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Microwave Oven technology

shumifan50

Jan 16, 2014
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I have to buy a new microwave oven. Looking on the web there seems to be 2 technolgies: The traditional on/off ratio to achieve various power levels and 'inverter technology' which seems to actually adjust the power level, rather than switching the microwave on and off. My question is which one would be better? The old tech you could hear the transformer stress as it was switched on and off. The new tech will have electronics (I think) to achieve the various power levels.
As a gut instinct from anybody that wishes to comment:
1. Which technology will be more reliable?
2. Which technology would you prefer?

My gut instinct is to go for the inverter tech, but it is newer and might not be that reliable.
 

KrisBlueNZ

Sadly passed away in 2015
Nov 28, 2011
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The buzz sound that you hear each time a heating cycle starts is caused by the magnetron filament heating up. During this time, the load on the transformer increases from almost zero to maximum, then it remains at maximum during the heating cycle. This is completely normal and does not mean that the transformer is being stressed.

That method of power control is quite simple. I hadn't heard about the new method until your post, but personally I would avoid it until it has proved reliable.
 

highpoint

Jul 13, 2014
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To say the least inverter microwaves have been around for quite a while.

Anyway, GE/Panasonic... both great microwaves. Still have the Panasonic Genesis from the late 80's and still works like a dream.

Link: http://www.techlicious.com/review/microwave-ovens-with-inverter-technology-really-cook/

Image I found on the net of the old Panasonic Genesis, don't want to monkey around with a camera and uploading.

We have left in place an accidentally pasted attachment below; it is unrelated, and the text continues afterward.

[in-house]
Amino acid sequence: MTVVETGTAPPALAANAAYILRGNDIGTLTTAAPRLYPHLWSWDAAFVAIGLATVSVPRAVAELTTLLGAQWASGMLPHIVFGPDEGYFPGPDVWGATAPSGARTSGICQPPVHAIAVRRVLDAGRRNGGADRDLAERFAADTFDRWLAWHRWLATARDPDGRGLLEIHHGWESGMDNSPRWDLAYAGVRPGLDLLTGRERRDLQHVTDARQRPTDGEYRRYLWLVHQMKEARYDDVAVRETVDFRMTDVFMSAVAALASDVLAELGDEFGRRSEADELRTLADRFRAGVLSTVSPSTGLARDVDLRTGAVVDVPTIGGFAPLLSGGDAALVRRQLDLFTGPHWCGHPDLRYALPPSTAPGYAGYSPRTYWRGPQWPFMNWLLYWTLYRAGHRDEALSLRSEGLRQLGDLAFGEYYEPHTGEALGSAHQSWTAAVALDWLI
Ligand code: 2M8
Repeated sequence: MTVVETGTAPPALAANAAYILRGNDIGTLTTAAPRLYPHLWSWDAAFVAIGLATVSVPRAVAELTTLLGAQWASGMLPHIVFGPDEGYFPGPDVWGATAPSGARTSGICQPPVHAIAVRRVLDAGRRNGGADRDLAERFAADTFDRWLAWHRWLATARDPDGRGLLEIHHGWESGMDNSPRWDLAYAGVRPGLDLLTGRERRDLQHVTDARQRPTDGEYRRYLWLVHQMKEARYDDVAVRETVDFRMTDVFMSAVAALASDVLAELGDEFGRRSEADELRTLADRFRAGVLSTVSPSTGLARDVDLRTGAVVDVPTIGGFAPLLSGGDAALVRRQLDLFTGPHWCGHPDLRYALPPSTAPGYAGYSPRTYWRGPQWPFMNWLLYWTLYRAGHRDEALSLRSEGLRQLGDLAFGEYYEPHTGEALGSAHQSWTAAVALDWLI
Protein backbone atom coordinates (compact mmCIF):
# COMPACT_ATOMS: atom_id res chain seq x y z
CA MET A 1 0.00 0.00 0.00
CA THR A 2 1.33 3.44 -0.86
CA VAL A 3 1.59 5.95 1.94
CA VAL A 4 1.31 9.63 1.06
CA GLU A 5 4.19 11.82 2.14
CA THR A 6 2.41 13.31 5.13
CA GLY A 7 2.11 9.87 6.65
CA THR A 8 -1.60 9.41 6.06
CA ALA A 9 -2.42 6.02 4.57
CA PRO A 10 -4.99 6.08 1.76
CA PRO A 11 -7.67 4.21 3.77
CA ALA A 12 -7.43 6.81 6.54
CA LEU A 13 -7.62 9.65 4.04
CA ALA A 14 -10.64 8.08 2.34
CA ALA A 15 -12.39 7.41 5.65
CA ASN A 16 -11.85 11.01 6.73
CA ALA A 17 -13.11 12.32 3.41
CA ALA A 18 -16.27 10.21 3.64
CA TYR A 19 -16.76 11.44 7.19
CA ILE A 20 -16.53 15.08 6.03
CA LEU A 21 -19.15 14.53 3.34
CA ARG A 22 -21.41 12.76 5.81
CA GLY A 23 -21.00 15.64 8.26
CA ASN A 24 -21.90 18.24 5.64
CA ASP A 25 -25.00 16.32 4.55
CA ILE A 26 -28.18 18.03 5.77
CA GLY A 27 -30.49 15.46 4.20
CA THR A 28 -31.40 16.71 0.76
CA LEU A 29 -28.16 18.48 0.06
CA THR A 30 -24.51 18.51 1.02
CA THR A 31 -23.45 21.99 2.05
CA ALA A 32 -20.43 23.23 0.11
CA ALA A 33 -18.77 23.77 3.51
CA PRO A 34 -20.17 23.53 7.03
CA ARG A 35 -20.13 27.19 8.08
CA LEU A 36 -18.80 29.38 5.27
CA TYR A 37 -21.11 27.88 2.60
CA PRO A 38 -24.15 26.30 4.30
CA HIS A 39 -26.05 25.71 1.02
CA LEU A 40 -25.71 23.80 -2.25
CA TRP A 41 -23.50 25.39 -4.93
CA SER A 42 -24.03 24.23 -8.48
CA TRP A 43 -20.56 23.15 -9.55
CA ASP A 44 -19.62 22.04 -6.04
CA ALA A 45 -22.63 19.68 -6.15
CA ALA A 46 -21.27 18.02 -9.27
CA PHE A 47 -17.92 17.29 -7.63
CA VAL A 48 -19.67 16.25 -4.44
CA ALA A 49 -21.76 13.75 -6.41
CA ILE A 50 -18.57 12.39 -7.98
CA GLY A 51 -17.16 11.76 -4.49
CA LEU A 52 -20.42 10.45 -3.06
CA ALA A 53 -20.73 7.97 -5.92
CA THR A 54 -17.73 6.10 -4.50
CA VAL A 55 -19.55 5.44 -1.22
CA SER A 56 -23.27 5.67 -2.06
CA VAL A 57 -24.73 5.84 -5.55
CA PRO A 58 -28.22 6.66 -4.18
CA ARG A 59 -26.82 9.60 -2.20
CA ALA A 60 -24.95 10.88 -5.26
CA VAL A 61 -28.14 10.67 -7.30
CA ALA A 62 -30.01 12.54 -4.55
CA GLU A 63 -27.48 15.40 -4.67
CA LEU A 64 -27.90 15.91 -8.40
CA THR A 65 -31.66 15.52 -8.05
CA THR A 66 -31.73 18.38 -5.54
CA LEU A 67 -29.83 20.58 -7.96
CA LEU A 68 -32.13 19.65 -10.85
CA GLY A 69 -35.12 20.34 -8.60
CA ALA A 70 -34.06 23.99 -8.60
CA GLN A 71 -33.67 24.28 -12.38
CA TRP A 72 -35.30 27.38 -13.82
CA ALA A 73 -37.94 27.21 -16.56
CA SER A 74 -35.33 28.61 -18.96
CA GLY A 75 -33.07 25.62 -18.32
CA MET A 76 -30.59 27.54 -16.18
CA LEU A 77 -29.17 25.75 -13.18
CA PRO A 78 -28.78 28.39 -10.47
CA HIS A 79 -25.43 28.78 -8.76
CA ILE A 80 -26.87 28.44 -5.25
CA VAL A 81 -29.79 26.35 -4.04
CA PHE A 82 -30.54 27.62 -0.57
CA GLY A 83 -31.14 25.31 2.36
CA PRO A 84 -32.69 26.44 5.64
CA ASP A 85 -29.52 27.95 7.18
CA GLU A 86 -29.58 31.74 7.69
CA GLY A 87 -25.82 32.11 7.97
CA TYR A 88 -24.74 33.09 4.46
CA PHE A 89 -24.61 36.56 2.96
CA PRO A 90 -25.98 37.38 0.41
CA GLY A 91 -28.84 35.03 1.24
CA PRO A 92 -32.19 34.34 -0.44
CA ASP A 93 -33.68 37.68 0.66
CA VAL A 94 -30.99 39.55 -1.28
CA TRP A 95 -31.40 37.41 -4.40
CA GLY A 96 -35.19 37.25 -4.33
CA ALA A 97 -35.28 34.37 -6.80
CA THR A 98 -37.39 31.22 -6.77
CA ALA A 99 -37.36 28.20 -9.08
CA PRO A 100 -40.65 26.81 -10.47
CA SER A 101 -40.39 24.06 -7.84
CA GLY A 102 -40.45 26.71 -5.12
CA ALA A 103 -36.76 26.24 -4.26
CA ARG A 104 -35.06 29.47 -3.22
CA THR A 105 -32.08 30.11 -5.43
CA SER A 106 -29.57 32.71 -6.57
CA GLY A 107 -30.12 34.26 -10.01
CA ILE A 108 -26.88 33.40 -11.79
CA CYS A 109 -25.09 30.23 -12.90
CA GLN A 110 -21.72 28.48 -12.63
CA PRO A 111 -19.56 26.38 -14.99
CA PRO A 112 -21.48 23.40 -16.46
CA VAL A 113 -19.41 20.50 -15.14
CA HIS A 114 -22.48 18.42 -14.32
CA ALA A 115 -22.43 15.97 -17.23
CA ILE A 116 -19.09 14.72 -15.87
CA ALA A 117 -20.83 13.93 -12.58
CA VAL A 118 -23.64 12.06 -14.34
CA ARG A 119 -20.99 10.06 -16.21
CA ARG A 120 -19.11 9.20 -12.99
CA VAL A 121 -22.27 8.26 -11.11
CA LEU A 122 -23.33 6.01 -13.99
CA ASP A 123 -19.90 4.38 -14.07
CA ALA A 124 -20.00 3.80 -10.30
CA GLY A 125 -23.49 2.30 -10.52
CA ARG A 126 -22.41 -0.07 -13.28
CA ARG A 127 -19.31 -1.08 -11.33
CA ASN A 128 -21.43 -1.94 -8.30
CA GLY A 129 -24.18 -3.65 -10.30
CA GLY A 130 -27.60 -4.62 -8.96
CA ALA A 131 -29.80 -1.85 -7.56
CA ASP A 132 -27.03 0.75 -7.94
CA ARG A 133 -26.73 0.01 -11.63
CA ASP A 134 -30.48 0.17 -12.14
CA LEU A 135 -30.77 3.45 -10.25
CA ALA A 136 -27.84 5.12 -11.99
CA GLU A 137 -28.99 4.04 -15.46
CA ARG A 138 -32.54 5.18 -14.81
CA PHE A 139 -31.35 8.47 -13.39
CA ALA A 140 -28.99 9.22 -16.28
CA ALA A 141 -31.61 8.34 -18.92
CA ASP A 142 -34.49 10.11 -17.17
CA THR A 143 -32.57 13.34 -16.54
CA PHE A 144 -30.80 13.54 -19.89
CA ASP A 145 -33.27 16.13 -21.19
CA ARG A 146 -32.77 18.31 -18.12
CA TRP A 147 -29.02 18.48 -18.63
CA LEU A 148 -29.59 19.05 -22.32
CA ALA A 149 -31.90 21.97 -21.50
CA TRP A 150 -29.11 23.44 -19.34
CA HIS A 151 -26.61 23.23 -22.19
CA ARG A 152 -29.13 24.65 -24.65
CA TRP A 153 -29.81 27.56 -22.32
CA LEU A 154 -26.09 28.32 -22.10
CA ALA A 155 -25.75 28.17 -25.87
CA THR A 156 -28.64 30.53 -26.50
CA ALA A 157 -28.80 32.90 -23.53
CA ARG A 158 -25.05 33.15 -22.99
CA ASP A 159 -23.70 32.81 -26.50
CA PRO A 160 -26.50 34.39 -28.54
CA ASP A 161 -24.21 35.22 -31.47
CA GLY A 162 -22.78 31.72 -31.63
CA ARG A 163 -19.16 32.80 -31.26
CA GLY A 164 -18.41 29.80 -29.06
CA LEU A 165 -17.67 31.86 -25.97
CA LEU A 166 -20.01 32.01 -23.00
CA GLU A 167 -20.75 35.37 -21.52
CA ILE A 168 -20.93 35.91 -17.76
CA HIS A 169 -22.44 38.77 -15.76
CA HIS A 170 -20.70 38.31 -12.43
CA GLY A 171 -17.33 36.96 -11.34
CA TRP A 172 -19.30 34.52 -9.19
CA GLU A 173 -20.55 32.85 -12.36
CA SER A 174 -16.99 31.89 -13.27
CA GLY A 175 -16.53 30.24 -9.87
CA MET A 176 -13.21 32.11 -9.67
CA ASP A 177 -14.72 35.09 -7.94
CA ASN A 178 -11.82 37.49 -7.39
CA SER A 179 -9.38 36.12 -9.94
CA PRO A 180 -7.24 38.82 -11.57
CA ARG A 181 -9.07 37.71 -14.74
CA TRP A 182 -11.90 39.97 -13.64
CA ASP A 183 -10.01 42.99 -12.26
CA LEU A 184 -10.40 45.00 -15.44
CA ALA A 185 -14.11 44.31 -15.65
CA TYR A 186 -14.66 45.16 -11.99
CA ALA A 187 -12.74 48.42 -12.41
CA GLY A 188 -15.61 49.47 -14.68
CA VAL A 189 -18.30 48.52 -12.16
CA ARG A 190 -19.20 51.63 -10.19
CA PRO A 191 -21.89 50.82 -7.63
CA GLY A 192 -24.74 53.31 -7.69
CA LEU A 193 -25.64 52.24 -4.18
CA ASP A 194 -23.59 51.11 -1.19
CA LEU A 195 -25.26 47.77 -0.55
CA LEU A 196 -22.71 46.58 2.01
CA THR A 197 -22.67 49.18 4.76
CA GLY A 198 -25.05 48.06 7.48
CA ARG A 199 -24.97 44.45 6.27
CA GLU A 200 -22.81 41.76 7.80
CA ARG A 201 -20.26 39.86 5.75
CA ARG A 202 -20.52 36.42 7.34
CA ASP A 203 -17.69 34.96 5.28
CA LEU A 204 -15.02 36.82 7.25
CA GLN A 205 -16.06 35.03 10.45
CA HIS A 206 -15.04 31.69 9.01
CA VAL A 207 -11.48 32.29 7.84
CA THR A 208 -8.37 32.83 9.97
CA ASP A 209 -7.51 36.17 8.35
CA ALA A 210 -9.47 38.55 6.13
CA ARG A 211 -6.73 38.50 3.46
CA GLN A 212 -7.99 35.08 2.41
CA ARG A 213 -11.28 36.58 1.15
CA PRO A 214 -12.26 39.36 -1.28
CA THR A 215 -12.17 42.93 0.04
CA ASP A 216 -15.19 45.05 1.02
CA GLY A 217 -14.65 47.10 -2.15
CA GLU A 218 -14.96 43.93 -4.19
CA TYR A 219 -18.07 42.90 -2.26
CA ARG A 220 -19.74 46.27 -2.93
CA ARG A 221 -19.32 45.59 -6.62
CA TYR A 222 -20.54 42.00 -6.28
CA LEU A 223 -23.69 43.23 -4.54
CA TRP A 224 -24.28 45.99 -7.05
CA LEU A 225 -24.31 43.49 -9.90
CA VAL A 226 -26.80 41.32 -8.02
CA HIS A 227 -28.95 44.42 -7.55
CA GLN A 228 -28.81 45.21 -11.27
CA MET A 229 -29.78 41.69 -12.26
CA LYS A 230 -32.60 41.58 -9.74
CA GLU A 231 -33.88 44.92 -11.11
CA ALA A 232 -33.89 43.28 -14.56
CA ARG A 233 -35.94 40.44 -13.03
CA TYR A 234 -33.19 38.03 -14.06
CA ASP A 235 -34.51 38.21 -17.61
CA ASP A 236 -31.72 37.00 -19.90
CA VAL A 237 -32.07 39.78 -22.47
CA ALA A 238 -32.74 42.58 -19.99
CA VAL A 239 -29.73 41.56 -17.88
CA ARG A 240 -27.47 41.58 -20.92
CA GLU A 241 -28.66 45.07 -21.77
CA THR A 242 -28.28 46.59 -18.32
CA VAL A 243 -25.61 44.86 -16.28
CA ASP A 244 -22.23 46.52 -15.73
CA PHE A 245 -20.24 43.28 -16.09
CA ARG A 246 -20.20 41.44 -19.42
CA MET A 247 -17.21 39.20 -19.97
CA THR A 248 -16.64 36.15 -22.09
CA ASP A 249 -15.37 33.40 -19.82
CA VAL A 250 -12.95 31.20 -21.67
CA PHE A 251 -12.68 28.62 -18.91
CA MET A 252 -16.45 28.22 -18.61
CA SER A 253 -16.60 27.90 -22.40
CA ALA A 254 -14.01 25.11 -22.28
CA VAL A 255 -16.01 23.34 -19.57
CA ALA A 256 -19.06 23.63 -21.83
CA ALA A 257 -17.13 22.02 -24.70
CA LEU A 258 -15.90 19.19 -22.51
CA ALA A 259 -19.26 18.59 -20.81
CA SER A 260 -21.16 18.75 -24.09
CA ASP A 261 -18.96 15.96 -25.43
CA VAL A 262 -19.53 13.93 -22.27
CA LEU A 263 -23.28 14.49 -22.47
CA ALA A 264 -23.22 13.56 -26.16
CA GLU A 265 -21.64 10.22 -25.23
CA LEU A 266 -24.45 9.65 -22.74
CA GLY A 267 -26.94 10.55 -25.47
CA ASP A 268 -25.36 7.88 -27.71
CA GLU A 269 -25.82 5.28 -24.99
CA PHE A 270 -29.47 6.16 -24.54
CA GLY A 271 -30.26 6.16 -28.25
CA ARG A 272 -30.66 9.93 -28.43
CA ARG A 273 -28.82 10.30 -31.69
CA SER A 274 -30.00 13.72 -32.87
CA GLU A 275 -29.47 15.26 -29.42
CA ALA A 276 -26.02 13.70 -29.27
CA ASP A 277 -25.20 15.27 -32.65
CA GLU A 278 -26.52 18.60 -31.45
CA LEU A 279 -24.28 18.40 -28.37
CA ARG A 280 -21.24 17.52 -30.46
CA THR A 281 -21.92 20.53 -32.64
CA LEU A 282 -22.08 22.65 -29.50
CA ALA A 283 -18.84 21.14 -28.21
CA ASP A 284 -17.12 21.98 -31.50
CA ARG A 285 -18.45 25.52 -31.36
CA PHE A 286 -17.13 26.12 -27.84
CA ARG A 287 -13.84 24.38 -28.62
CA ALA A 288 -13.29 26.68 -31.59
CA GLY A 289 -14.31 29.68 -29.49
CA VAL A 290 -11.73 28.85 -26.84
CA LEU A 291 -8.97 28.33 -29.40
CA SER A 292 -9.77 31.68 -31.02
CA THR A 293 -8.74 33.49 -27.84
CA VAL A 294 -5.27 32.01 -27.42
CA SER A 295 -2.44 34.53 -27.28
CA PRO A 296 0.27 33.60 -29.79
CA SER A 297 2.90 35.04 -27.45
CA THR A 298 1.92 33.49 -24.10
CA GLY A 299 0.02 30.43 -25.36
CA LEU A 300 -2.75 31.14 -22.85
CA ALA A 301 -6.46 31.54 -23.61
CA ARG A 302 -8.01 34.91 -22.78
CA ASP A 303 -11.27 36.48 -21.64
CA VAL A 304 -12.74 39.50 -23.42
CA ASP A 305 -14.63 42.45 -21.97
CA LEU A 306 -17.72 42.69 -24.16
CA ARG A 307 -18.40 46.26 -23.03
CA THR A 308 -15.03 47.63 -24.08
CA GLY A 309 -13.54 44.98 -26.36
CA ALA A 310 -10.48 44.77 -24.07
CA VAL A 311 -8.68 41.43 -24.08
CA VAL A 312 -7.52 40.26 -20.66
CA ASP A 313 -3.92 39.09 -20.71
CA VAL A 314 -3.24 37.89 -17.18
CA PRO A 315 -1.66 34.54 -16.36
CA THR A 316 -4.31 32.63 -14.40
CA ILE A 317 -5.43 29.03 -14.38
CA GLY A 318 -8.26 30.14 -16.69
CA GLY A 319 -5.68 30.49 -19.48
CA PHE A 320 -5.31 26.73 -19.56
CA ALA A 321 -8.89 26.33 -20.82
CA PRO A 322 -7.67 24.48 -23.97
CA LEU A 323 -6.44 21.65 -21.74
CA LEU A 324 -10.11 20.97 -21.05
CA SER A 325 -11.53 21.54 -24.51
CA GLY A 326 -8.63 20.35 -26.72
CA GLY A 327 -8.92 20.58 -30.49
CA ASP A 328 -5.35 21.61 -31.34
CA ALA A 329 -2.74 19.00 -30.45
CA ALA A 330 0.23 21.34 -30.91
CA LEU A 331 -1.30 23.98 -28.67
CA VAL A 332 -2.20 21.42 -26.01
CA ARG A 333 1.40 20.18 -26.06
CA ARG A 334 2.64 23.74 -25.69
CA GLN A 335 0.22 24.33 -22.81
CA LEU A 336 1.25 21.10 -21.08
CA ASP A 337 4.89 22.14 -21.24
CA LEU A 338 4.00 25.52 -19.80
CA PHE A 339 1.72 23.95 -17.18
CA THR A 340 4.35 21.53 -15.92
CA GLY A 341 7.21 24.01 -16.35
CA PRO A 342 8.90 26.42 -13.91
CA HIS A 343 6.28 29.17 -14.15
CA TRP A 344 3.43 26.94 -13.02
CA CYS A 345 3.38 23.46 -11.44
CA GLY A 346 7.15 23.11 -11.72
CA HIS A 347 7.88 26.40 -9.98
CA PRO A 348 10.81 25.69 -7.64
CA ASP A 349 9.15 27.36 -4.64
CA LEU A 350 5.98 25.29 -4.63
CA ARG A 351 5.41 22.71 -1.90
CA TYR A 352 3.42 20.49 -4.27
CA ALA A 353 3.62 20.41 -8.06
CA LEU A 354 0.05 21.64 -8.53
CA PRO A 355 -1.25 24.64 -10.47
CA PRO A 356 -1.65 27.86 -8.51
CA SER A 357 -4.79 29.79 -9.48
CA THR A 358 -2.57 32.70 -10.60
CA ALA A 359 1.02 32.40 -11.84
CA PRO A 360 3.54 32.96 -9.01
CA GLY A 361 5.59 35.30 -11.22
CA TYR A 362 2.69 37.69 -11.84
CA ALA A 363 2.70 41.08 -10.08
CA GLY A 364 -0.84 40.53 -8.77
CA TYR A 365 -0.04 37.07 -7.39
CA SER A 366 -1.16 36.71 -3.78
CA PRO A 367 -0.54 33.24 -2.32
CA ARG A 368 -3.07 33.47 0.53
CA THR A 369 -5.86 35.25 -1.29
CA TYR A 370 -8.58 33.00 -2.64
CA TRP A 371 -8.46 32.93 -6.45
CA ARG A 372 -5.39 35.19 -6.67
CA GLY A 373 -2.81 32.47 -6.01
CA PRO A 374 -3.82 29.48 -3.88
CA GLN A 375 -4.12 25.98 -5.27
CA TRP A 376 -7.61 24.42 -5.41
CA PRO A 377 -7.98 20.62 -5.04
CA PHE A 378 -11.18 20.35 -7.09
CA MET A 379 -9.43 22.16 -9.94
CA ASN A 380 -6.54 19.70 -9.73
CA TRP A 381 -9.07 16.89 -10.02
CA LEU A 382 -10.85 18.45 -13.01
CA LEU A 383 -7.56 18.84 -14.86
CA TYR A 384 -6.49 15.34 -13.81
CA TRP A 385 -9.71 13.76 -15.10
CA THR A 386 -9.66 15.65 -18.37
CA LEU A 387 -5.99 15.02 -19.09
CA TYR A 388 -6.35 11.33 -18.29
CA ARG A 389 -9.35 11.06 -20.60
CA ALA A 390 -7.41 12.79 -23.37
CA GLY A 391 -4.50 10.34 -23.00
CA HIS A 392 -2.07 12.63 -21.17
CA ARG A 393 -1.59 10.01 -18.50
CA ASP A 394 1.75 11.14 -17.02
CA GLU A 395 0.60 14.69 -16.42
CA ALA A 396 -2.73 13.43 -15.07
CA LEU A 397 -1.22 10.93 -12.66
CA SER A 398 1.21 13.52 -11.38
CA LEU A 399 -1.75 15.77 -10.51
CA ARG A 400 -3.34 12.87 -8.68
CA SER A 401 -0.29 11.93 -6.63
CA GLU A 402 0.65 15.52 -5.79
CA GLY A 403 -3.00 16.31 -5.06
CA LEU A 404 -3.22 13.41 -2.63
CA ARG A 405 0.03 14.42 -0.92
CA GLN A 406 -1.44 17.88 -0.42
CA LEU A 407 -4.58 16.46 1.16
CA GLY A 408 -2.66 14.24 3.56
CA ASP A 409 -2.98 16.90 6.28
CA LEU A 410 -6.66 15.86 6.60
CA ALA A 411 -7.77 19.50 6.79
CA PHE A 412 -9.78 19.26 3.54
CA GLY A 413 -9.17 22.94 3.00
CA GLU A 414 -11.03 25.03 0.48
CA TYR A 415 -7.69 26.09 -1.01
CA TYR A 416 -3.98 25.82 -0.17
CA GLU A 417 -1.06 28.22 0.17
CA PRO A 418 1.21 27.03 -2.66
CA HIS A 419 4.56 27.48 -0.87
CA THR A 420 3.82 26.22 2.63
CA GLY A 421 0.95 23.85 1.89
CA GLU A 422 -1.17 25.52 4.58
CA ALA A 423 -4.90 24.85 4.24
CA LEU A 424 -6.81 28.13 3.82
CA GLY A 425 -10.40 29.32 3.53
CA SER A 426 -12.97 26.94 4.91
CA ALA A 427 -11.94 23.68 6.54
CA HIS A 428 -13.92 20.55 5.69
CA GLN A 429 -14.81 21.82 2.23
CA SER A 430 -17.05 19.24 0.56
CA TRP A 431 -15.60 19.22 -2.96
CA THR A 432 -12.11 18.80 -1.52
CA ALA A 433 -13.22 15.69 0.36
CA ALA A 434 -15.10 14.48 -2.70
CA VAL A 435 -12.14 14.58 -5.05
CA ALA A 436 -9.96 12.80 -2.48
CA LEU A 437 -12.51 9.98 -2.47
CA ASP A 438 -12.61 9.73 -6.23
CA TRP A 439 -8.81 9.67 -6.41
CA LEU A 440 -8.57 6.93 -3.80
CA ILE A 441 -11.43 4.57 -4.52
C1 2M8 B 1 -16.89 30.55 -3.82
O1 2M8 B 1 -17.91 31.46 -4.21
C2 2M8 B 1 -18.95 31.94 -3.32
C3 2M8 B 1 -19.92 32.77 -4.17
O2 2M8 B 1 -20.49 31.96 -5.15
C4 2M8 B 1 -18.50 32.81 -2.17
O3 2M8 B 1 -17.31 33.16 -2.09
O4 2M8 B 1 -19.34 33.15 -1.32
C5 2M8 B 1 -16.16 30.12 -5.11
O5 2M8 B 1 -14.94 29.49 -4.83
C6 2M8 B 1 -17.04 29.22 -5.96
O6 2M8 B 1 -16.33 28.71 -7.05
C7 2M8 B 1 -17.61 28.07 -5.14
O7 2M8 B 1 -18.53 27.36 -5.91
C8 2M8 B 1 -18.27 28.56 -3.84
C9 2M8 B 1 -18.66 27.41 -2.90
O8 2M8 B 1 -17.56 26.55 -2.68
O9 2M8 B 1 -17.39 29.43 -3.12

$_20.JPG
 

Gryd3

Jun 25, 2014
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Haha, PWM in the cooking world. 2 Min on 1 Min off, repeat.

This kind of tech has been around for ages. My new oven still does it with the heating elements, and so does my waffle iron.
It's simple, less to go wrong, and easy to fix. It's your call, but I'd stick with the proven method.
 

shumifan50

Jan 16, 2014
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I have been around the review sites and looked at ratings and after all of it is none the wiser. I have decided to give the inverter technology a chance and see how it goes. In the end it must be better to provide energy at the level you want rather than full power/off to gain an average.
Reliability, well that is another matter. It seems Panasonic is giving a 2 year warranty, which means they trust their design OR they are trying to avoid the wrath of their customers.
 

chucktin

Oct 21, 2018
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I have been around the review sites and looked at ratings and after all of it is none the wiser. I have decided to give the inverter technology a chance and see how it goes. In the end it must be better to provide energy at the level you want rather than full power/off to gain an average.
Reliability, well that is another matter. It seems Panasonic is giving a 2 year warranty, which means they trust their design OR they are trying to avoid the wrath of their customers.
Am considering the same decision you made. How has the inverter microwave worked out for you?
 

kellys_eye

Jun 25, 2010
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We used a Panasonic microwave for about 8 years with zero issues other than the door hinge breaking - which is why we dumped it. The electronics (power inverter) worked flawlessly.

I'd buy another and even recommend them to other people.
 
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